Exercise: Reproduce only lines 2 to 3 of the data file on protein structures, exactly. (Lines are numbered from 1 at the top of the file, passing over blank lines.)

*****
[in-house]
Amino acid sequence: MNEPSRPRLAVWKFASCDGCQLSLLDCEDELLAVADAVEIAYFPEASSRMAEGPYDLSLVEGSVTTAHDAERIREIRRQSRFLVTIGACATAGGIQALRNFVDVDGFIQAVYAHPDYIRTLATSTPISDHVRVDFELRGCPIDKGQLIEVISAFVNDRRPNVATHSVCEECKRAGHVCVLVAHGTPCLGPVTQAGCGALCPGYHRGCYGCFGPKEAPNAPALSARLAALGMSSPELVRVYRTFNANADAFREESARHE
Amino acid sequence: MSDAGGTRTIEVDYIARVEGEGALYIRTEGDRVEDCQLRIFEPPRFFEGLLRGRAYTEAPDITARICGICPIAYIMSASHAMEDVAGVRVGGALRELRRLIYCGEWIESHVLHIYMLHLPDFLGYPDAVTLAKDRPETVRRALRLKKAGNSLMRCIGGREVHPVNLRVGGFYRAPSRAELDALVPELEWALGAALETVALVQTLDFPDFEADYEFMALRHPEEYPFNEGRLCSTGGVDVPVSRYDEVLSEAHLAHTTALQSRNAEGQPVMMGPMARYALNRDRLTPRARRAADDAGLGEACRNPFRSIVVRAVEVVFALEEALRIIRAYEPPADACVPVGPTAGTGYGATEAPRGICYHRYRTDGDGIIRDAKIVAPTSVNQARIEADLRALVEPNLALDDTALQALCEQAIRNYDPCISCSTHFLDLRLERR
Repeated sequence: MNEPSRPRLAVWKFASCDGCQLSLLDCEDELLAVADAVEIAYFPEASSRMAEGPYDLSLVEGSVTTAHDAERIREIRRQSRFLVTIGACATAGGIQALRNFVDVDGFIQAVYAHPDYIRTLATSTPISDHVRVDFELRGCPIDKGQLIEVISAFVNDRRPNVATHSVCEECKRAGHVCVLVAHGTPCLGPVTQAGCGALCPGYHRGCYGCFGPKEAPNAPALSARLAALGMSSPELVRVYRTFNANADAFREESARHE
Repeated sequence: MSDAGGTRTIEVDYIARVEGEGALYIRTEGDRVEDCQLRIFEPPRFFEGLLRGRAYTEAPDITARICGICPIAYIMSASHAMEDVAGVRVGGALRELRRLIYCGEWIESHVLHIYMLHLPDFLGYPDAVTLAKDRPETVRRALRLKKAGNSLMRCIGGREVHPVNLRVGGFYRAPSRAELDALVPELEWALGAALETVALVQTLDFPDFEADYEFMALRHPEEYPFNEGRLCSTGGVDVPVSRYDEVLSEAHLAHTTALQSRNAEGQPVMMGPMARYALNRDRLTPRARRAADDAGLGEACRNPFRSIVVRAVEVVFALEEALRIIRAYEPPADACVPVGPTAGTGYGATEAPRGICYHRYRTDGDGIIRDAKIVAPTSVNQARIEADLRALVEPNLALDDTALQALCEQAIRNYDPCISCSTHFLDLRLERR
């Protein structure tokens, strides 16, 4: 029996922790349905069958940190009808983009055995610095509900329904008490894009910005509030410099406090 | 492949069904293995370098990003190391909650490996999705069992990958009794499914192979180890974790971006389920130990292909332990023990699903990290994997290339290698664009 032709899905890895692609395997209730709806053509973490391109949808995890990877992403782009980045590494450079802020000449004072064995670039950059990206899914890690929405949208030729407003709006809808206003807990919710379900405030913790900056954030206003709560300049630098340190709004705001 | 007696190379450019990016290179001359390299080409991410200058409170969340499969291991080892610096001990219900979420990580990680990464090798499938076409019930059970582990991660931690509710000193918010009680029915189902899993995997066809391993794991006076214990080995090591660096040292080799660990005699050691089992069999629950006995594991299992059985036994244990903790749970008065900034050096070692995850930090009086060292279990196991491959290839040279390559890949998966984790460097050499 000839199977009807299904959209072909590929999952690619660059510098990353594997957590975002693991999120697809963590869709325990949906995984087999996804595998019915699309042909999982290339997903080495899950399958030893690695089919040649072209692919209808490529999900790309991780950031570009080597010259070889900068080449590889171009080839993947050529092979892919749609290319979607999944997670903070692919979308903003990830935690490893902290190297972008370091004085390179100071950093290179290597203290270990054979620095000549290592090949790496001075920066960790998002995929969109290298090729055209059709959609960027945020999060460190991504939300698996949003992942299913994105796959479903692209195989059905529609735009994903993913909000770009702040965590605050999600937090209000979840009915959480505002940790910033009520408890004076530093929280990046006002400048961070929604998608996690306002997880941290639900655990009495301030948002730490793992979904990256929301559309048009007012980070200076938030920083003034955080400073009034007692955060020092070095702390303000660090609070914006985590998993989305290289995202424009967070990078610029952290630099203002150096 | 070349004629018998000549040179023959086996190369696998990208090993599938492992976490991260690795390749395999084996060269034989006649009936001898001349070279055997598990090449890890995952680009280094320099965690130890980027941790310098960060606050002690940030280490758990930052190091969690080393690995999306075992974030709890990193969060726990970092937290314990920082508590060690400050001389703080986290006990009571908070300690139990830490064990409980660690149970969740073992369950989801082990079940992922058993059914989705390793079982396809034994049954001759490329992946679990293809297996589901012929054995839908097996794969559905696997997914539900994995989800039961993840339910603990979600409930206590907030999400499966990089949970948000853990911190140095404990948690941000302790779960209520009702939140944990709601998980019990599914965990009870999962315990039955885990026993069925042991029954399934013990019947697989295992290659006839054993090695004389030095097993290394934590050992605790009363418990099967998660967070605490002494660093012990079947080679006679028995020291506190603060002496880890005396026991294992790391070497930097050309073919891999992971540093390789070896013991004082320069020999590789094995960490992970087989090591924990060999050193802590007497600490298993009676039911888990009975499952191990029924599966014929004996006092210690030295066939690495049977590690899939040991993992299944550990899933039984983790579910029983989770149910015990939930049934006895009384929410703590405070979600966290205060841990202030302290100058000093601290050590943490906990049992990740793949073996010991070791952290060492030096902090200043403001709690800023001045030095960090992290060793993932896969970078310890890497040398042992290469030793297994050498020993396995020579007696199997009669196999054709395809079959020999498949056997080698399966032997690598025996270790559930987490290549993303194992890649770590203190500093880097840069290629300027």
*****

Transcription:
Amino acid sequence: MNEPSRPRLAVWKFASCDGCQLSLLDCEDELLAVADAVEIAYFPEASSRMAEGPYDLSLVEGSVTTAHDAERIREIRRQSRFLVTIGACATAGGIQALRNFVDVDGFIQAVYAHPDYIRTLATSTPISDHVRVDFELRGCPIDKGQLIEVISAFVNDRRPNVATHSVCEECKRAGHVCVLVAHGTPCLGPVTQAGCGALCPGYHRGCYGCFGPKEAPNAPALSARLAALGMSSPELVRVYRTFNANADAFREESARHE
Amino acid sequence: MSDAGGTRTIEVDYIARVEGEGALYIRTEGDRVEDCQLRIFEPPRFFEGLLRGRAYTEAPDITARICGICPIAYIMSASHAMEDVAGVRVGGALRELRRLIYCGEWIESHVLHIYMLHLPDFLGYPDAVTLAKDRPETVRRALRLKKAGNSLMRCIGGREVHPVNLRVGGFYRAPSRAELDALVPELEWALGAALETVALVQTLDFPDFEADYEFMALRHPEEYPFNEGRLCSTGGVDVPVSRYDEVLSEAHLAHTTALQSRNAEGQPVMMGPMARYALNRDRLTPRARRAADDAGLGEACRNPFRSIVVRAVEVVFALEEALRIIRAYEPPADACVPVGPTAGTGYGATEAPRGICYHRYRTDGDGIIRDAKIVAPTSVNQARIEADLRALVEPNLALDDTALQALCEQAIRNYDPCISCSTHFLDLRLERR